George Will was on Dennis Prager’s show discussing his new book, “THE CONSERVATIVE SENSIBILITY.” This isn’t the whole interview but the portion I thought best described Will and Conservatism.
- “…the possibility that the [Constitutional Republic] in which we live provides us with opportunities for [representation] that… exceed those provided by primitive orders to far fewer people should not be dismissed.”
I wanted to edit/adapt the above HAYEK quote to fit the broader idea that what our Founders created is the most fair to the most people. I will include the larger quote at the end, in context, as, it has nothing to do with what I adapted it to. As I was reading this section of “The Fatal Conceit: The Errors of Socialism,” I thought of the attempt by Democrats to do away with the Electoral College. Which immediately brought to mind that MORE voters will be disenfranchised if it is eliminated. Why? Because the popular vote could be won by almost 4-states alone: California, Texas, Florida, New York. So, let’s take the most recent election as an example:
- The Democrat outpaced President-elect Donald Trump by almost 2.9 million votes, with 65,844,954 (48.2%) to his 62,979,879 (46.1%), according to revised and certified final election results from all 50 states and the District of Columbia. (CNN)
In the Electoral College world, the smaller states had a say and 2.9 million voters were “disenfranchised,” so-to-speak. In a direct democracy, which our Founders specifically wrote against, all a candidate would have to do is campaign in about 11-cities to win the election.
Thus, the disenfranchisement of the voter would be closer to 60-million.
ArticleIV, Section4 of the Constitution reads:
- “The United States shall guarantee to every state in this union a republican form of government…“
And since we know the Founders intent in delineating between a “democracy” and a “constitutional republic”….
- James Madison (fourth President, co-author of the Federalist Papers and the “father” of the Constitution) – “Democracies have ever been spectacles of turbulence and contention; have ever been found incompatible with personal security, or the rights of property; and have, in general; been as short in their lives as they have been violent in their deaths.”
- John Adams (American political philosopher, first vice President and second President) – “Remember, democracy never lasts long. It soon wastes, exhausts, and murders itself. There never was a democracy yet that did not commit suicide.”
- Benjamin Rush (signer of the Declaration) – “A simple democracy… is one of the greatest of evils.”
- Fisher Ames (American political thinker and leader of the federalists [he entered Harvard at twelve and graduated by sixteen], author of the House language for the First Amendment) – “A democracy is a volcano which conceals the fiery materials of its own destruction. These will provide an eruption and carry desolation in their way.” / “The known propensity of a democracy is to licentiousness [excessive license] which the ambitious call, and the ignorant believe to be liberty.”
- Governor Morris (signer and penman of the Constitution) – “We have seen the tumult of democracy terminate… as [it has] everywhere terminated, in despotism…. Democracy! Savage and wild. Thou who wouldst bring down the virtuous and wise to thy level of folly and guilt.”
- John Quincy Adams (sixth President, son of John Adams [see above]) – “The experience of all former ages had shown that of all human governments, democracy was the most unstable, fluctuating and short-lived.”
- Noah Webster (American educator and journalist as well as publishing the first dictionary) – “In democracy… there are commonly tumults and disorders….. therefore, a pure democracy is generally a very bad government. It is often the most tyrannical government on earth.”
- John Witherspoon (signer of the Declaration of Independence) – “Pure democracy cannot subsist long nor be carried far into the departments of state – it is very subject to caprice and the madness of popular rage.”
- Zephaniah Swift (author of America’s first legal text) – “It may generally be remarked that the more a government [or state] resembles a pure democracy the more they abound with disorder and confusion.”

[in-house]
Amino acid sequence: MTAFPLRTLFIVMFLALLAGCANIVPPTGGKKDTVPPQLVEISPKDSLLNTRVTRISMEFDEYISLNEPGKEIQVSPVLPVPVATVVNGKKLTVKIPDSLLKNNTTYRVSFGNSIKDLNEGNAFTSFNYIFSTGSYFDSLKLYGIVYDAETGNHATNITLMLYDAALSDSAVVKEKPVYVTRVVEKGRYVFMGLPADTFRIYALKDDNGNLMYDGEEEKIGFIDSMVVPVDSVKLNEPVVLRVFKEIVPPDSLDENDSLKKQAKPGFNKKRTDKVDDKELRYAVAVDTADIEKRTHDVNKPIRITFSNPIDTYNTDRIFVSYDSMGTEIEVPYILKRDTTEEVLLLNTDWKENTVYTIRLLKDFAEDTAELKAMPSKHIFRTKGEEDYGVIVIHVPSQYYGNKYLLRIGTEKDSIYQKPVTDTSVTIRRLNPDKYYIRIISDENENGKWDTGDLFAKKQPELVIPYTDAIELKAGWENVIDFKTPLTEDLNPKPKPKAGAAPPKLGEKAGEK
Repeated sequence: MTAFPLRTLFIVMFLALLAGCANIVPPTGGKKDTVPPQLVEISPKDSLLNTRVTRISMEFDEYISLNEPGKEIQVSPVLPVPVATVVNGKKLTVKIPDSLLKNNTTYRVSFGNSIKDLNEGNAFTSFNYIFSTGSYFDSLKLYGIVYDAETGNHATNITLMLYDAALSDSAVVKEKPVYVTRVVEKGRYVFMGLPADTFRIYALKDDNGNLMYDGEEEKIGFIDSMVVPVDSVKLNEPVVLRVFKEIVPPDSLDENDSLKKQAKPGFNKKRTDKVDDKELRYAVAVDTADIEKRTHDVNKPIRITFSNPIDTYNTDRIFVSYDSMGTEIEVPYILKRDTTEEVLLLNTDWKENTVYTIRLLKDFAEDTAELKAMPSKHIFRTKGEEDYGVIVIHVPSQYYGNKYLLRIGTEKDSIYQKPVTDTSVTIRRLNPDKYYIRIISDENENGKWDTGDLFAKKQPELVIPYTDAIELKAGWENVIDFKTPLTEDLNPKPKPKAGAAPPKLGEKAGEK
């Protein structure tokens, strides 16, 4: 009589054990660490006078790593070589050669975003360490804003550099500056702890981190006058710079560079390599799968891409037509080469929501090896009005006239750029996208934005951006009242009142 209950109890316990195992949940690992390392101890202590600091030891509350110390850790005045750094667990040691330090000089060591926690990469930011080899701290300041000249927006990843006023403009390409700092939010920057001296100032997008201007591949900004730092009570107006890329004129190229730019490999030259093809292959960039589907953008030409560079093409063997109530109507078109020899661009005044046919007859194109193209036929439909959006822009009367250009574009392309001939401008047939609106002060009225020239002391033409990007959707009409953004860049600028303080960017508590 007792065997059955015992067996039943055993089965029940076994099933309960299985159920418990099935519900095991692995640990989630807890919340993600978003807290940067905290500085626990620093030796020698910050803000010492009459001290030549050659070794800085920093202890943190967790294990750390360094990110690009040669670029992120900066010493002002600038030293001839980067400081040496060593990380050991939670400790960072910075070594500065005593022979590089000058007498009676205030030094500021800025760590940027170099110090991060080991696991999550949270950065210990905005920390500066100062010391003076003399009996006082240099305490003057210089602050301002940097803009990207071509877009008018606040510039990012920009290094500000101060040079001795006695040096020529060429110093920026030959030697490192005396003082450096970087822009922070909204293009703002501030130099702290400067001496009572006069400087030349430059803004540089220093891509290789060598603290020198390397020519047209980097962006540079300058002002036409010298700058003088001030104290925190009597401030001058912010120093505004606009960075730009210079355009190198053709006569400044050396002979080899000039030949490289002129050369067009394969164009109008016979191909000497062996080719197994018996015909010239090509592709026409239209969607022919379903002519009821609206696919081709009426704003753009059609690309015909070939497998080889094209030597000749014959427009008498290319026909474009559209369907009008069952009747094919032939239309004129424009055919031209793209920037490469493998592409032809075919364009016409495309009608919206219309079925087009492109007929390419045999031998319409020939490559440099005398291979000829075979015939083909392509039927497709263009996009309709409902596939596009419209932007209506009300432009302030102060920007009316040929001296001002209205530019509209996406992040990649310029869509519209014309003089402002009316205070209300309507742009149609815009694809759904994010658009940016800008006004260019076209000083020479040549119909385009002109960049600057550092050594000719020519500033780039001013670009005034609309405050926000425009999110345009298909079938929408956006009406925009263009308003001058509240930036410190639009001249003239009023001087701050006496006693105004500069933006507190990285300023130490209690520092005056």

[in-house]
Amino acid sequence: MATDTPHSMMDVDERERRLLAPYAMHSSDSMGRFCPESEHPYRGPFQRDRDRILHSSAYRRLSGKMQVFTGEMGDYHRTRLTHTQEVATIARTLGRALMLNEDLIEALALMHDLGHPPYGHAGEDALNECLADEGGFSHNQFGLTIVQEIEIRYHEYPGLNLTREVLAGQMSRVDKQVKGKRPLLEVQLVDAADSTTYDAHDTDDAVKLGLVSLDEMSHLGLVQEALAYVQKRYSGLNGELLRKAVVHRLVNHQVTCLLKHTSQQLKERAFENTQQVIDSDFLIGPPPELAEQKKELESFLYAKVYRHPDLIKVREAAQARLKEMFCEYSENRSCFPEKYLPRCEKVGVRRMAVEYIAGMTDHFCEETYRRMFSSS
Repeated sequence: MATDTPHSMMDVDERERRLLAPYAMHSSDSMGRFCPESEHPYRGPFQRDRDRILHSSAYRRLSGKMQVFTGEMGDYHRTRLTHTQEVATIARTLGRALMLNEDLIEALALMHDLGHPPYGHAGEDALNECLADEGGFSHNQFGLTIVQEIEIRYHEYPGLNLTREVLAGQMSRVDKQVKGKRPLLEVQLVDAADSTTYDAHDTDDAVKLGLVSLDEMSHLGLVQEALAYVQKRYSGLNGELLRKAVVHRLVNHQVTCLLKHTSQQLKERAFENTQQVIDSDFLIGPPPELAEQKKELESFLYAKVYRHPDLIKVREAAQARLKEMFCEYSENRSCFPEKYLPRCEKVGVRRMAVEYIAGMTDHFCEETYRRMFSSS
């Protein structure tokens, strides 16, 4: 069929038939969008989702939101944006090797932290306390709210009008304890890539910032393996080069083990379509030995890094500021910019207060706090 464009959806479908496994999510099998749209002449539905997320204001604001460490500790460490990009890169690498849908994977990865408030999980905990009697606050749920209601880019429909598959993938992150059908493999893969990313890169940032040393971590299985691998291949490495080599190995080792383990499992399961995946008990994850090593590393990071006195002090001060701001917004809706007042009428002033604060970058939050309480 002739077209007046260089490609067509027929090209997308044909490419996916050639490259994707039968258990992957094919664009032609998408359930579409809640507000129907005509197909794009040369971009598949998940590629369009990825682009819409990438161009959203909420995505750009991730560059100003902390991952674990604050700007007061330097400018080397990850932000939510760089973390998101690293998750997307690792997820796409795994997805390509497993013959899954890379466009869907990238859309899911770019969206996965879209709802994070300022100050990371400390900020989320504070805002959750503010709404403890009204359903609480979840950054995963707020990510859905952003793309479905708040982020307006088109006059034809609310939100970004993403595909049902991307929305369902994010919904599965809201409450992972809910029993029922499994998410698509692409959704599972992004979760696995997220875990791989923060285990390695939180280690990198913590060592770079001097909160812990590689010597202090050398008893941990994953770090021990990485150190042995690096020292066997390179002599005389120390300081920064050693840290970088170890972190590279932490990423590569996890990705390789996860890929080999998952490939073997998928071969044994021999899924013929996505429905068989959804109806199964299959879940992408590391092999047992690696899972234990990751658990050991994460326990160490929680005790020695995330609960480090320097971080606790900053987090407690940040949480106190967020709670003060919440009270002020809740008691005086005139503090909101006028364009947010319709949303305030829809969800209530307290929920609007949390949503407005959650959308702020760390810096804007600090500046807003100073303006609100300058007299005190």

AMERICAN THINKER puts it this way:
Here is the fuller quote by Hayek as promised:
Before the excerpt, here are some short videos with the author, who happens to be the son of MADALYN MURRAY O’HAIR:
No one even considered the scenario we are now seeing: a partially working system in which it is difficult to sign up but not impossible. This means that the most motivated consumers (the sickest) are likely to persevere in creating accounts, while the younger and healthier are more likely to skip an unpleasant process and risk a minimal fine. “If they don’t get the necessary volume and demographic mix in the exchanges,” Yuval Levin of National Affairs told me, “it could set off a catastrophic adverse selection spiral that would not only render the exchanges inoperable but badly damage our large health care systems.”
But the failed rollout has already raised ideological issues of broader significance. It has reinforced a widely held, pre-existing belief that government-run health systems are bureaucratic nightmares. And it has added credence to the libertarian argument that some human systems are too complex to be effectively managed. Perhaps the problem with Obamacare is not failed leadership, but the whole project of putting a federal agency, 55 contractors and 500 million lines of software code in charge of a health system intended to cover millions of Americans.
I am not a libertarian who argues against the need for programs such as Medicare and Medicaid. But Friedrich Hayek has this much going for him: He understood that the challenge of technocratic planning is always limited information. “The peculiar character of the problem of a rational economic order is determined precisely by the fact that the knowledge of the circumstances of which we must make use never exists in concentrated or integrated form but solely as the dispersed bits of incomplete and frequently contradictory knowledge which all the separate individuals possess.”
MSNBC’s Chris Jansing brought software expert Luke Chung onto Thursday’s Jansing & Co. to analyze the federal government’s troubled healthcare.gov website. Chung, the founder and president of software and database programming company FMS, served up a scathing indictment of the website that left Jansing reeling at certain points during the interview. [See video below the break. MP3 audio here.]
Jansing started by asking how complicated it was to get healthcare.gov up and running. Chung was very frank with her: “I don’t know why they made it so complicated. This really shouldn’t be that difficult.” Jansing fumbled around, talking about other countries and states that have launched similar programs before playing administration advocate…